I recently moderated a panel on the topic of Personal Branding called “Know and Grow Your Personal Brand” on March 8th, 2018 at the Shareablee office in NYC. This event was part of the New York Branding Meetup that I run.
Personal branding has become a buzz term, especially since the past few years with the advent of social media. So we wanted to bring clarity to this topic by addressing different aspects, namely to define what personal branding actually is, how to leverage personal branding to catalyze a prolific career, and how to amplify influence.
The panelists consisted of: Pamela Weinberg, a personal branding expert and coach; Tania Yuki, CEO of Shareablee; John Kalinowski, Life, Leadership and Development Coach; and Bant Breen, CEO of Qnary.
Here are some of the key takeaways from the meetup:
From branding to personal branding. Before diving into the specifics of personal branding, it’s important to make sure that the general concept of branding is well understood. For the New York Branding meetup, we have a working comprehensive definition of branding, which is the following: A brand is what people think, feel, and say about your product, service, company, idea, or person—this is established through their experiences and engagements. That being said, we have extrapolated the following simple definition for a personal brand:
How people perceive you: in the digital and “live” world. People can have perceptions of you in many ways: such as by your reputation, by sensing your body language and energy you exude when you first enter a room, or through Instagram (or other social media platforms) by looking at the images and content that you have posted on your page. The question then becomes: are you being perceived the way that you want to be perceived?” You can do this by positioning yourself in accordance to who are truly and what you want, and then express that into the world to effectively connect with the people that you want to influence.
Identify your personal brand. Pamela Weinberg explained that you must know what makes you stand out, what your message is, or what you are known for as the “go-to” person. If you are having trouble in pinpointing these elements, then reach out to your peers or friends and ask them: “what do you think that I am good at?” Also, take into account who you are trying to influence: is it your boss, a new employer, etc. You need to cater your message to what they value. These 2 points, of knowing who you are and who your message is intended for, will give you insights into understanding the direction of the focus of your message and personal brand.
Social media. Bant Breen provided us with some best practices on how to showcase your professional self in social media. The main thing is to focus on 3 topics, at the most, on which you create and curate content on. The topics should cover areas that you would like to be known for. And be careful not to clean up your profile so much that it feels generic—it’s good to show your point of view, as long that it is professional. Being authentic trumps trying to be perfect when it comes to social media (and in life). The top platforms for professional presence are LinkedIN and then Twitter. Instagram can also be leveraged by uploading more lighthearted content.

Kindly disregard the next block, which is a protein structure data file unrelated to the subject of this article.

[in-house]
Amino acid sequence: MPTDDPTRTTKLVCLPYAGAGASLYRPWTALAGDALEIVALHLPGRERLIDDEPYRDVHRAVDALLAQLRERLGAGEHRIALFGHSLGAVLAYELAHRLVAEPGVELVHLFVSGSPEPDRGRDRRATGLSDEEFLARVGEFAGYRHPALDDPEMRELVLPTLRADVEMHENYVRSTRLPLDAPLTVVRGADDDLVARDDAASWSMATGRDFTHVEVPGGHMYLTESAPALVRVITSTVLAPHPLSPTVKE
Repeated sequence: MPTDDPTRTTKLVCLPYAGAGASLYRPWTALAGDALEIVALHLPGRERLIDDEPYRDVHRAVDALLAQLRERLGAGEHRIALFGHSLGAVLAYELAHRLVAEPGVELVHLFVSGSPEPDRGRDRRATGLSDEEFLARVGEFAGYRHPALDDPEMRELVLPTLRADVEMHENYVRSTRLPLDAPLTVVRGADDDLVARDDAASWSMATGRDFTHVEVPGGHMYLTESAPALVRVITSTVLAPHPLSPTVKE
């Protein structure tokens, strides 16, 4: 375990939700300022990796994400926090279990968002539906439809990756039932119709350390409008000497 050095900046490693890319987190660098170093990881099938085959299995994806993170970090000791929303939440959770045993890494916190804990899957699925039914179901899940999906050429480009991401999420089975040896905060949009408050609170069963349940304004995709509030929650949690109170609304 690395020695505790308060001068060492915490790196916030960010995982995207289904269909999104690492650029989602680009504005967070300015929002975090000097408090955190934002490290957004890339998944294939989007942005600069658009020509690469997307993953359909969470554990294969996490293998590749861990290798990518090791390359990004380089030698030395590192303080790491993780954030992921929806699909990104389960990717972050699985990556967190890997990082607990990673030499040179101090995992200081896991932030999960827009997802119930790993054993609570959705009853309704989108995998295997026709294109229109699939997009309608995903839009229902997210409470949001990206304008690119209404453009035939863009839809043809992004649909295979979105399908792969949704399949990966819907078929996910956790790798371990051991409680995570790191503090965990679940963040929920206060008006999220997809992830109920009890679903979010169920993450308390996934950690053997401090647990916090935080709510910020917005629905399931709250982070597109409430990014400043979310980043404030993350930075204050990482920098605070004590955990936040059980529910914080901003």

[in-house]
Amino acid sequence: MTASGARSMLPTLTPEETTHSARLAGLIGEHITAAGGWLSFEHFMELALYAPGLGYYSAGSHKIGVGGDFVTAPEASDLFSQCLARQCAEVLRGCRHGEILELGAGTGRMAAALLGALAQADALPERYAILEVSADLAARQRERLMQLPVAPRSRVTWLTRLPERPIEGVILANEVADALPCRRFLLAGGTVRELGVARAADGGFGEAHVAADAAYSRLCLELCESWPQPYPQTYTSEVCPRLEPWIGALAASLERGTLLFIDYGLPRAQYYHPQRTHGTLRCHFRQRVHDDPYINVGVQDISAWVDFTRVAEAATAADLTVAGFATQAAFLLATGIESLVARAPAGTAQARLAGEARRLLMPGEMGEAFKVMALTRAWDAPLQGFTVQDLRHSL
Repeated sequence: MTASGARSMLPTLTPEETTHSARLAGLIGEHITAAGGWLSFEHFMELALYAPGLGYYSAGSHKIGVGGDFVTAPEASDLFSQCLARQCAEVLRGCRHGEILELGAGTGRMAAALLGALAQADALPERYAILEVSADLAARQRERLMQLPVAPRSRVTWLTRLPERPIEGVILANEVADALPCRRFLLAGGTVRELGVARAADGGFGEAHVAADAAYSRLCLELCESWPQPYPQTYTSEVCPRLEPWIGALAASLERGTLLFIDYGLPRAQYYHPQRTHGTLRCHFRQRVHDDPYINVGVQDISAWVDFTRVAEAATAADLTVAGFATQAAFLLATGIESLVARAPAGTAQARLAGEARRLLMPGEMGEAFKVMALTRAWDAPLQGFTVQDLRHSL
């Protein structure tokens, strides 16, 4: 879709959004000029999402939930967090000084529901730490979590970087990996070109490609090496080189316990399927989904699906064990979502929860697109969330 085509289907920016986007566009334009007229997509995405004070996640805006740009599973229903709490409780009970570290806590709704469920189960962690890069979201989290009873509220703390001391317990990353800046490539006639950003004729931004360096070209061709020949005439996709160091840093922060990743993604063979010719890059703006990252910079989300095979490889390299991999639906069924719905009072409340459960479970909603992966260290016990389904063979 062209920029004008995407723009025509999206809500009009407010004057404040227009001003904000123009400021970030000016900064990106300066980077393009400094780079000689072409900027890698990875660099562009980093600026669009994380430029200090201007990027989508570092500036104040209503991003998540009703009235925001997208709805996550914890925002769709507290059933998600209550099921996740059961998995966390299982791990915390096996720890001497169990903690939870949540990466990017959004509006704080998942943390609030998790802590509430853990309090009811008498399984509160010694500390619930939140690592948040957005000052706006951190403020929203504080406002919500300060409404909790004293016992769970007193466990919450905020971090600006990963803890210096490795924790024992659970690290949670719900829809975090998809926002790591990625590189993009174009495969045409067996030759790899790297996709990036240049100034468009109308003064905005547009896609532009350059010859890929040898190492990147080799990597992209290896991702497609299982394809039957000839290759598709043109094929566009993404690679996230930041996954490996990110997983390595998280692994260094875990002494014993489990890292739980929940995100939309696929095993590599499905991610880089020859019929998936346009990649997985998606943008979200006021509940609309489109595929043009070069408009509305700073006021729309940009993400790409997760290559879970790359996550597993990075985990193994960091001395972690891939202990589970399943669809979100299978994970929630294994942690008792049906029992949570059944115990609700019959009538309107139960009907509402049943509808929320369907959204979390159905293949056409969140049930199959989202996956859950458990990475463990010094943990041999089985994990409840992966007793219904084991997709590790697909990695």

Feeling stuck in your career? At a certain point in our career, we will most likely feel lost, like we hit a wall, and struggle to move forward. John Kalinowski revealed that the reason is mainly based on a competence problem—the feeling that we are not enough. In order to start breaking free from that hold, we need to observe our thoughts and make sure that they are not getting in the way of what we are aiming for. Different techniques, such as meditation and affirmations, can be used to break unconscious thought patterns and redirect thoughts that will best serve us.
A CEO success story. Tania Yuki shared some of the key steps that she has utilized to connect and persuade people through personal branding to create her successful company, Shareablee. Of prime importance is to know and own your story by identifying which parts to express and which parts that are not pertinent to your message depending on your goal and whom you want to influence. If you feel nervous or anxious when you present yourself to others, Tania gave us the following wise advice: you can flip it—instead of focusing only on yourself, focus also on how you can be generous to the people you are interacting with by contributing and giving them value.
The human connection. I also provided my point of view about personal branding. We live in an amazing time where we can all be broadcasters by using social media to connect with the world. Yet, we must never forget that we have been Homo Sapiens for over 200,000 years and that the digital world has been around but merely 15 years. Therefore, meeting with people face-to-face, going to networking events, asking peers out for coffee—that is still how we make deeper and meaningful connections. So express your personal brand through both the “live” and “digital” world to gain career, and life, fulfillment.
My CoreConnect Conference is essentially based on this notion of focusing on the human element in the digital age. Join us on May 16th in NYC to learn more on how to create true connection and impact in the digital landscape. Please find a video below with my business partner of the CoreConnectConference, Brooke Vines, where she and I talk about the main takeaways of this meetup:
This meetup was also hosted by the NYC Planners and Strategy Group, The Jog. A big thank you to Shareablee for providing the space for this event! Please join us for our next NY Branding Meetup by registering here.
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